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The Resurgence of Putin’s Pawns: A Critical Perspective

President Vladimir Putin has consistently utilized puppets effectively. These puppets are politicians aligned with the regime who, either at the Kremlin’s direction or with its approval, pretend to be opposition candidates but avoid posing any real challenges. This system, in place since at least Mr. Putin’s initial re-election in 2004, has always functioned seamlessly, upholding the illusion of Russia’s pseudo-democracy. However, as the presidential election in March approaches, this arrangement appears to be faltering, with Mr. Putin’s puppets starting to assert themselves.

Just a month ago, many Russian voters were unfamiliar with [ppp1]. Today, following a rapid and captivating emergence onto the political scene, [ppp1] has become a prominent figure in the country’s political landscape. Prior to this sudden rise to prominence, [ppp1] was best known for his association with Sergei Kiriyenko and his involvement in the latter’s liberal parliamentary group. Mr. Kiriyenko, who briefly served as prime minister in 1998 before transitioning to a key role in Mr. Putin’s administration, abandoned his liberal stance. As the president’s deputy chief of staff overseeing electoral campaigns, he holds the authority to determine candidates’ eligibility.

In his capacity, Mr. Kiriyenko has frequently relied on political puppets. For instance, in 2018, he extended an offer to [ppp2], a well-known journalist and the daughter of a former mayor of St. Petersburg who had once overseen Mr. Putin. Despite discouragement from friends, including the author, Ms. Sobchak accepted the seemingly dubious offer. She argued that participating in debates and addressing taboo topics on state television was crucial. Ultimately, Ms. Sobchak garnered less than 2 percent of the vote, evidently fulfilling Mr. Kiriyenko’s intentions. The outcome aimed to discredit the liberal, pro-Western middle class she represented, demonstrating the insignificance of their votes and their potential dismissal.

This year, [ppp1], aged 60, seemed destined for a comparable role. Like Ms. Sobchak, he is a familiar face to television audiences, often appearing on chat shows in recent years portraying a pro-Western liberal persona. In these orchestrated settings, he stood out as one of the few individuals willing to critique Mr. Putin and contemporary Russia. However, on each occasion, he was convincingly overshadowed by more numerous and articulate propagandists. Regardless of his genuine beliefs, Mr. Nadezhdin engaged in the charade.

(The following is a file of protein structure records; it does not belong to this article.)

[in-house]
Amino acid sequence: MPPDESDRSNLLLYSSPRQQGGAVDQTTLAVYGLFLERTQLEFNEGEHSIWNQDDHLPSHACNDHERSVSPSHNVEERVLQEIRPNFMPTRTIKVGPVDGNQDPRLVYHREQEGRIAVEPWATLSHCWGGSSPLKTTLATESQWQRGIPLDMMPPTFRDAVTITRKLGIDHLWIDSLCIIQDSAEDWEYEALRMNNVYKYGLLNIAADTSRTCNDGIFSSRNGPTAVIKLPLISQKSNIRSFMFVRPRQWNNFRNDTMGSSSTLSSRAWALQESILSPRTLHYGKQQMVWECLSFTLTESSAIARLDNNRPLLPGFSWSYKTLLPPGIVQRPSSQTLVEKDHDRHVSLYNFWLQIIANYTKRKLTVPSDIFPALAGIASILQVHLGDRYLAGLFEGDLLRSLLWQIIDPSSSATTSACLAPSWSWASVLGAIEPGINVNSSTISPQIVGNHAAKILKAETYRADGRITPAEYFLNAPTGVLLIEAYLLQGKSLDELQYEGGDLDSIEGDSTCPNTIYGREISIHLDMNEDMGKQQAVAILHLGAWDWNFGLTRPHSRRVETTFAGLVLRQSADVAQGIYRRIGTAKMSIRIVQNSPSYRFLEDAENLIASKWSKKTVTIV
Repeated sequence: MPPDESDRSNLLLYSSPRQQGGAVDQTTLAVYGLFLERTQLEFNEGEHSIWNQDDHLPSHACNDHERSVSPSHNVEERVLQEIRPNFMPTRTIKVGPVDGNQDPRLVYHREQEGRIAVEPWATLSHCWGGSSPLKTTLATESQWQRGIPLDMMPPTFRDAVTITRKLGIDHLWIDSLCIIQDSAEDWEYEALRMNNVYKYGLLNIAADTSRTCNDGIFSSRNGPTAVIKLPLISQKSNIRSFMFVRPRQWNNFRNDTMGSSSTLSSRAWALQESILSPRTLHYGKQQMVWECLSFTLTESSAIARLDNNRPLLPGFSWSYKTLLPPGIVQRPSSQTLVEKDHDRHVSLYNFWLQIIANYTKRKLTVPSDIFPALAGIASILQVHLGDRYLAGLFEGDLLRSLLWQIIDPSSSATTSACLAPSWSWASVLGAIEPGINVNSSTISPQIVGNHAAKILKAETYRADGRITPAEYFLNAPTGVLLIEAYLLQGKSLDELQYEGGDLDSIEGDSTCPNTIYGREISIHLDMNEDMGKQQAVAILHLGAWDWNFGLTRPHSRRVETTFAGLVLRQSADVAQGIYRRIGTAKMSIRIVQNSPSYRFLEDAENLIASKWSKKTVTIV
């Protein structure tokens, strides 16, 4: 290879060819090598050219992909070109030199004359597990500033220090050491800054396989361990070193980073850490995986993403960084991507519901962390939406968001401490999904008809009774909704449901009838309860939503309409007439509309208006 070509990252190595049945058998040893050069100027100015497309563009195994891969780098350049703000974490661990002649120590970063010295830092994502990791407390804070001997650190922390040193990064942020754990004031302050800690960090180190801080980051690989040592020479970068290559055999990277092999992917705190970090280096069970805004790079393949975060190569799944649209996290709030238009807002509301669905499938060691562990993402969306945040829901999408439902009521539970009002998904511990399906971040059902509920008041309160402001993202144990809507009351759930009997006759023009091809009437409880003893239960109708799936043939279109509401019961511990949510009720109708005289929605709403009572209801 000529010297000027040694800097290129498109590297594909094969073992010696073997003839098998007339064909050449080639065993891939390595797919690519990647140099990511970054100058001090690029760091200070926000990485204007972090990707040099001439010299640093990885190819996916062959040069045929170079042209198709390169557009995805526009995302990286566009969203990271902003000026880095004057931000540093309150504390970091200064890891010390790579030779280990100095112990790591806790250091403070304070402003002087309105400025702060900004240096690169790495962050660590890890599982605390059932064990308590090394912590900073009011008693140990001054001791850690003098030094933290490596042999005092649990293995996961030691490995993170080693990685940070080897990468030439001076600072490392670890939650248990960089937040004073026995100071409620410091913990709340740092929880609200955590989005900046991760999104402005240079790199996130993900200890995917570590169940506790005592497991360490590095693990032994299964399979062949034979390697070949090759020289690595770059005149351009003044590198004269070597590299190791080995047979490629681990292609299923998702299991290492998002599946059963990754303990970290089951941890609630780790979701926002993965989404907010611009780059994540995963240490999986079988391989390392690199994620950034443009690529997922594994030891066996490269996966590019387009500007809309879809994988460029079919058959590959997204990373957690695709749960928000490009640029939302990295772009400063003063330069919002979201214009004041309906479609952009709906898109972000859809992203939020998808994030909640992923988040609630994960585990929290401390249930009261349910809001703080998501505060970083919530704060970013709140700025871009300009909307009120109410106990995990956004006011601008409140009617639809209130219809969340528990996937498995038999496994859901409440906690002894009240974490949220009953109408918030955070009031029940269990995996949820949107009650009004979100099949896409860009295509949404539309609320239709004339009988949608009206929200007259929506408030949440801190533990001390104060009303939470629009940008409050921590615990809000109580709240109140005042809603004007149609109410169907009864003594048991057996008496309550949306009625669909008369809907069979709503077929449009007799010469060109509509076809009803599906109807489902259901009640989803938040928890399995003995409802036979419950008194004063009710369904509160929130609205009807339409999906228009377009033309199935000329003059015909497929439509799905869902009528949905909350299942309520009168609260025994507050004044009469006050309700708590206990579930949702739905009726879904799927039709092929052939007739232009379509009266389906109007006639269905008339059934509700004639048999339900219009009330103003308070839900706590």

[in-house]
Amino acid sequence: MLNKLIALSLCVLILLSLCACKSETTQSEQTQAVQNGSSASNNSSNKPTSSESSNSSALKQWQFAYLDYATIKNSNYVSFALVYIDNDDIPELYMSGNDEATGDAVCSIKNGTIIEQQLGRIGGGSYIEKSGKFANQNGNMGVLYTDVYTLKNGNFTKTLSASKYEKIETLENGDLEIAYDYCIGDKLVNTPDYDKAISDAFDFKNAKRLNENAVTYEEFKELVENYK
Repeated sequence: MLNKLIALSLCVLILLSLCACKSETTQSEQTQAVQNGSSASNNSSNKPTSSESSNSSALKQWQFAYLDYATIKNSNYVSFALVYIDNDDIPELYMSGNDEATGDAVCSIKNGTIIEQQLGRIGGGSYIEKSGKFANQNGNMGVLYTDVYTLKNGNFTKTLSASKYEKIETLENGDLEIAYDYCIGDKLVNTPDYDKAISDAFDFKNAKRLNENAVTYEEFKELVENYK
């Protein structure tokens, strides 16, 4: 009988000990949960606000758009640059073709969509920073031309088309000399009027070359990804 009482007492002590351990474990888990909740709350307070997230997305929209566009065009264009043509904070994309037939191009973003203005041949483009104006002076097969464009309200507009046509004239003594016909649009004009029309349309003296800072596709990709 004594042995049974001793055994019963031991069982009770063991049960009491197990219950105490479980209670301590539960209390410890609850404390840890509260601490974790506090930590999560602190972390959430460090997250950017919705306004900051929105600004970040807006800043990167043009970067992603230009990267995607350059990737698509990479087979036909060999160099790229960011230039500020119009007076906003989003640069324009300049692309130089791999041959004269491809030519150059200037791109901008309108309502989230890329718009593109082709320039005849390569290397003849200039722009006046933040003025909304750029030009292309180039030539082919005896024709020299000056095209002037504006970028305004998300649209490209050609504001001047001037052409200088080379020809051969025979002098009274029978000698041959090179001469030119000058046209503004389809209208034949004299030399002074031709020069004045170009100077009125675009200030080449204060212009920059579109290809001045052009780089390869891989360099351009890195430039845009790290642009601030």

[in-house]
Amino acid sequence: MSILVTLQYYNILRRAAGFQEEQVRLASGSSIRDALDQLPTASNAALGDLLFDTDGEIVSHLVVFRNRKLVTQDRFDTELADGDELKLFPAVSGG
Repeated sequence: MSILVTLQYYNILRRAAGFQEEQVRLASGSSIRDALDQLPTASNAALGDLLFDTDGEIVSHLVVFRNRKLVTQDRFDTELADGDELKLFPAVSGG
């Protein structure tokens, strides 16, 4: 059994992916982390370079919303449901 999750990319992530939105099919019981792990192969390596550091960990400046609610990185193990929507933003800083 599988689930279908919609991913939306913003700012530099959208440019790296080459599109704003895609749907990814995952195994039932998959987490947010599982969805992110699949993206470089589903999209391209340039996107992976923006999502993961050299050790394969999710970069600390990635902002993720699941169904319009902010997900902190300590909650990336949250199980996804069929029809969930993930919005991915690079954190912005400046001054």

Mr. Nadezhdin asserted that he had not conferred with his old acquaintance Mr. Kiriyenko regarding his candidacy. Yet, it is challenging to accept his claim. According to Kremlin insiders speaking on condition of anonymity, Mr. Kiriyenko personally approved the entire endeavor. Mr. Nadezhdin was perceived as controlled, non-threatening, and likely to secure the same meager percentage of votes, once again underscoring the insignificance of Mr. Putin’s adversaries. It appeared to be a mutually beneficial arrangement.

However, the campaign took an unexpected turn. Following Mr. Nadezhdin’s declaration as the sole antiwar candidate in the race, denouncing Mr. Putin’s incursion into Ukraine as a “fatal mistake,” tens of thousands of individuals in Russian cities rallied to endorse him. (A presidential candidate necessitates 100,000 signatures for registration.) The queues in support of Mr. Nadezhdin sparked a sensation. Amid the stringent wartime atmosphere in Russia, they emerged as the sole legal avenue for protesting against the war.